As many U.S. companies fight global efforts to cut greenhouse-gas emissions, a European giant is busy figuring out thecheapest way to get the job done.
BP Amoco has piloted a carbon- dioxide emission-trading system among 12 business units for the past year. The pilot has worked so well to coax managers to cut emissions by roughly 1 percent that BP Amoco will expand it to all of its 127 business units next year.
The magic of BP Amoco’s system is that it puts a price, albeit internal, on carbon-dioxide and methane emissions, considered key culprits in global warming. In BP Amoco’s first trade, the price was $17 per ton of CO2, as the Foinaven oil field in the North Sea bought 10,000 tons of “allowances.”
By pricing CO2, BP Amoco creates a financial mechanism to spark cost-effective innovation. Each unit can buy its way to meeting do- not-exceed CO2 limits assigned by headquarters each year. But if engineers can devise ways to abate CO2 cheaply, they can avoid the expense of buying allowances.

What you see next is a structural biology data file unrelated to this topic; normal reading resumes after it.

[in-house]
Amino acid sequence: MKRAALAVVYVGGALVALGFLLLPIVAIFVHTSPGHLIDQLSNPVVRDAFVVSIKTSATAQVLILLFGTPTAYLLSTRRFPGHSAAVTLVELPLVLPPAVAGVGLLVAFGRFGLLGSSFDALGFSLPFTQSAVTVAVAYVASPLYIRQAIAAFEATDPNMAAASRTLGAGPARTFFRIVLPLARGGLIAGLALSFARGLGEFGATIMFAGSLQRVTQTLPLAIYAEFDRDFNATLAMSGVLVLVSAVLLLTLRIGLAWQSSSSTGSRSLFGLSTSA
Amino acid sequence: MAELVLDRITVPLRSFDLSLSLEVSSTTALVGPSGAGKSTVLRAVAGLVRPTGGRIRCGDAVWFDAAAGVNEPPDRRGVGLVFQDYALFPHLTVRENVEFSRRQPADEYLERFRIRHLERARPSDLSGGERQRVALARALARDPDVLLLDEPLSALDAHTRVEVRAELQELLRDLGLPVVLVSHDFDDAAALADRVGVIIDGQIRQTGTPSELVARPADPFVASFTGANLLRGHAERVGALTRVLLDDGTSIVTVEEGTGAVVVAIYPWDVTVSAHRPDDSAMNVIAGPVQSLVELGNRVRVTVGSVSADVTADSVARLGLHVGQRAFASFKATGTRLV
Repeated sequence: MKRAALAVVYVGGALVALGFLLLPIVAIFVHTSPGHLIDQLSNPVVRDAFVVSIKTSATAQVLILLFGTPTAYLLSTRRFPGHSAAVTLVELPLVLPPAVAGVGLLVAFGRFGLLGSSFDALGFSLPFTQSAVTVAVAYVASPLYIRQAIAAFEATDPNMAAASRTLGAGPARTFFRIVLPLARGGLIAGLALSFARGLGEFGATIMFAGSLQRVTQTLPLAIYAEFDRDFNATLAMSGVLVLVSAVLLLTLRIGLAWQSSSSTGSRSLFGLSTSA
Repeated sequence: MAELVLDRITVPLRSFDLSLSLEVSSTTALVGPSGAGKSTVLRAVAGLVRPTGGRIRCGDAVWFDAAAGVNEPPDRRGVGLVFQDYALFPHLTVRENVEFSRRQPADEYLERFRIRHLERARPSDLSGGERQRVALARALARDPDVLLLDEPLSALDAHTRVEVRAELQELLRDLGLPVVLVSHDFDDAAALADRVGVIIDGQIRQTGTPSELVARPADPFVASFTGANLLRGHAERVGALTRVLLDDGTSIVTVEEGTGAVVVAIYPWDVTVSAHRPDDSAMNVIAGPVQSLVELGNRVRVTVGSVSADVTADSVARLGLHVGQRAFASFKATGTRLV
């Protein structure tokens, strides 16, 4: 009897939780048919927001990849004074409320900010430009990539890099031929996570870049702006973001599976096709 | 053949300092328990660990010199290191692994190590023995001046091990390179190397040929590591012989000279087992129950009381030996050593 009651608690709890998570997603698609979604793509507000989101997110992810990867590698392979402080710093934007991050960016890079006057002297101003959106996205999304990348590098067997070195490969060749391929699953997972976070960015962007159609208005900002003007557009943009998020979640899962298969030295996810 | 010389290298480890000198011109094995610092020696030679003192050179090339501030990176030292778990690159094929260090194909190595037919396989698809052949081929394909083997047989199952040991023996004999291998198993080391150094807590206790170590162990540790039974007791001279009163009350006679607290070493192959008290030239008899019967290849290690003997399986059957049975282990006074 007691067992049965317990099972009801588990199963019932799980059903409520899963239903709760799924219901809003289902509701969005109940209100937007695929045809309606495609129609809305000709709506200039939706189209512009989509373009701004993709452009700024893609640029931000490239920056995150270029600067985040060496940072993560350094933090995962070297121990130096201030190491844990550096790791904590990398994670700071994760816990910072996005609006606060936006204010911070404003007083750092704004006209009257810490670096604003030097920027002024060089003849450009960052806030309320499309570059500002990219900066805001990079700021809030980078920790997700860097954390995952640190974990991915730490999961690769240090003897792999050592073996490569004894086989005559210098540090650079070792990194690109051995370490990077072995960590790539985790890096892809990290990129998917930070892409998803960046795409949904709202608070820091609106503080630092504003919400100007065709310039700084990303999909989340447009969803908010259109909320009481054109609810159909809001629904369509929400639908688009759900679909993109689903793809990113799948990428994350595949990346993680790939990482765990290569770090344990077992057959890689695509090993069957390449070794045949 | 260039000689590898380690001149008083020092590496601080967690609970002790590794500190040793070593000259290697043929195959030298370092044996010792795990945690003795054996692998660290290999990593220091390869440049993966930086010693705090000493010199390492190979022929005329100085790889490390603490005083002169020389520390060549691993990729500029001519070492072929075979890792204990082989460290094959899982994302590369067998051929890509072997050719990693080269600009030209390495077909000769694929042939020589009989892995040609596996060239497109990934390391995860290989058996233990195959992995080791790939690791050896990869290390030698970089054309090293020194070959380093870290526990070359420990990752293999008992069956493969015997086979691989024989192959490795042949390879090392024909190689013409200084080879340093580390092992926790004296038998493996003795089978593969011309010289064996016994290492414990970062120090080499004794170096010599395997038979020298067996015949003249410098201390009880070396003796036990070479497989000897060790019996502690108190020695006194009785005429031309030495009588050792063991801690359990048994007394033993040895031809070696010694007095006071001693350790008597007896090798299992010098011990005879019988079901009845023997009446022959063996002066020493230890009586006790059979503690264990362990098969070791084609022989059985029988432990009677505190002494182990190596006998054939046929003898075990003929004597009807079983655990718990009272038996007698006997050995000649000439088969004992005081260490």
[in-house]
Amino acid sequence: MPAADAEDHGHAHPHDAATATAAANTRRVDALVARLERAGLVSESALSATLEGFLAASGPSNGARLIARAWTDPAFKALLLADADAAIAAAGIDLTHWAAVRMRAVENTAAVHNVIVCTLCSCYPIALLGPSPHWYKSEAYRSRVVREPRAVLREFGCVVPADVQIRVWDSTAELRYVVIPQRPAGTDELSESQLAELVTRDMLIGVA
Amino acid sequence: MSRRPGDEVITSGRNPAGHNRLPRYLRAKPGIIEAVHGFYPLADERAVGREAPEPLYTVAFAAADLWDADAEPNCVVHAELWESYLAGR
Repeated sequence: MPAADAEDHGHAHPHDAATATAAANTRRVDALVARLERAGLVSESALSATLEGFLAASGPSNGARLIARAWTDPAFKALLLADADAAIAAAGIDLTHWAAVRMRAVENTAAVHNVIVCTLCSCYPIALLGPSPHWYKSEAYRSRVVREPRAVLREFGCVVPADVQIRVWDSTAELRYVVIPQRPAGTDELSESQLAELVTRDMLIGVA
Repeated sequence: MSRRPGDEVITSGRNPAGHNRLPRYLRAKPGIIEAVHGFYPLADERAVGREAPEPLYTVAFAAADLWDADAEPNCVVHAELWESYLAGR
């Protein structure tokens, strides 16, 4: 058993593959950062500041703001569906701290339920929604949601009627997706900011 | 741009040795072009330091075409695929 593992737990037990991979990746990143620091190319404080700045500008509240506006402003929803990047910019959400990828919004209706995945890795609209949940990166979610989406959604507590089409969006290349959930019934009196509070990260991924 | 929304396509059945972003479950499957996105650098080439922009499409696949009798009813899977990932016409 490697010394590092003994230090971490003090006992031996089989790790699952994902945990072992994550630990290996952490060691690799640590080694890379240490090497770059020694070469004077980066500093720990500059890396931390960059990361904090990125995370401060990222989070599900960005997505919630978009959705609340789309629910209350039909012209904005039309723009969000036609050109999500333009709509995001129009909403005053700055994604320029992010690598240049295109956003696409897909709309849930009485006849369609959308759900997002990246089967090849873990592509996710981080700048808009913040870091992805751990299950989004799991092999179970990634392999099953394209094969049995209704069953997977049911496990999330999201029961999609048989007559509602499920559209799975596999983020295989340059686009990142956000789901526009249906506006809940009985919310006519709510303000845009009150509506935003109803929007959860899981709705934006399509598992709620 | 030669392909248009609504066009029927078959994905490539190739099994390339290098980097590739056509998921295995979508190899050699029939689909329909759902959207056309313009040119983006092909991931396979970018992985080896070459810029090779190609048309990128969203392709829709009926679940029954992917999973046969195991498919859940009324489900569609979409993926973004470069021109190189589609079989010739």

“The market mechanism will attempt to deliver the least- cost solution to CO2- emission reductions,” remarks Charles Thomas, environmental policy adviser at BP Amoco.
For example, in Alaska, engineers working for the trans- Alaska pipe-line unit installed a drag-reducing technology that lets them remove a number of pumping stations. They will reduce CO2 emissions once generated by fuel combustion by 236,000 tons per year.
BP Amoco puts teeth into CO2-reduction goals by including them on each unit leaders’ scorecard, and ties pay to meeting the goal. Also, the price of trades figures into the executive’s internal financial reporting mechanisms. — Bill Birchard